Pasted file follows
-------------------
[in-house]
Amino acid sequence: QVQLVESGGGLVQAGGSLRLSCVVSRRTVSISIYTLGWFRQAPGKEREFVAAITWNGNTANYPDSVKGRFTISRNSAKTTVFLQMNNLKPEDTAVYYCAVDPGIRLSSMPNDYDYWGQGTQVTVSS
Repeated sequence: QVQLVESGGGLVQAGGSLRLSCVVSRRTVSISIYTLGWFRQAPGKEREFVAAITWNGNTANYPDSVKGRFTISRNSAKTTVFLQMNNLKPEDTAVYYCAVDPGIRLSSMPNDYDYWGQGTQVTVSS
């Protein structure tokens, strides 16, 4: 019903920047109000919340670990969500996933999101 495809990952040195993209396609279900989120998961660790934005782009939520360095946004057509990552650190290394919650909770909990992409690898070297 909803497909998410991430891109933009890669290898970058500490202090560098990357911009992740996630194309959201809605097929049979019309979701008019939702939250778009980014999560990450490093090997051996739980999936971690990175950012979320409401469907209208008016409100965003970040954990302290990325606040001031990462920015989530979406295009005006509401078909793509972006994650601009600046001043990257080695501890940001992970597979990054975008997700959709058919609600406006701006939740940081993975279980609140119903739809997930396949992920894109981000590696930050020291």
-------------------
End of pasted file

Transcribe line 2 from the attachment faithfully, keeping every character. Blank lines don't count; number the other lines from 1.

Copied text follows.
Amino acid sequence: QVQLVESGGGLVQAGGSLRLSCVVSRRTVSISIYTLGWFRQAPGKEREFVAAITWNGNTANYPDSVKGRFTISRNSAKTTVFLQMNNLKPEDTAVYYCAVDPGIRLSSMPNDYDYWGQGTQVTVSS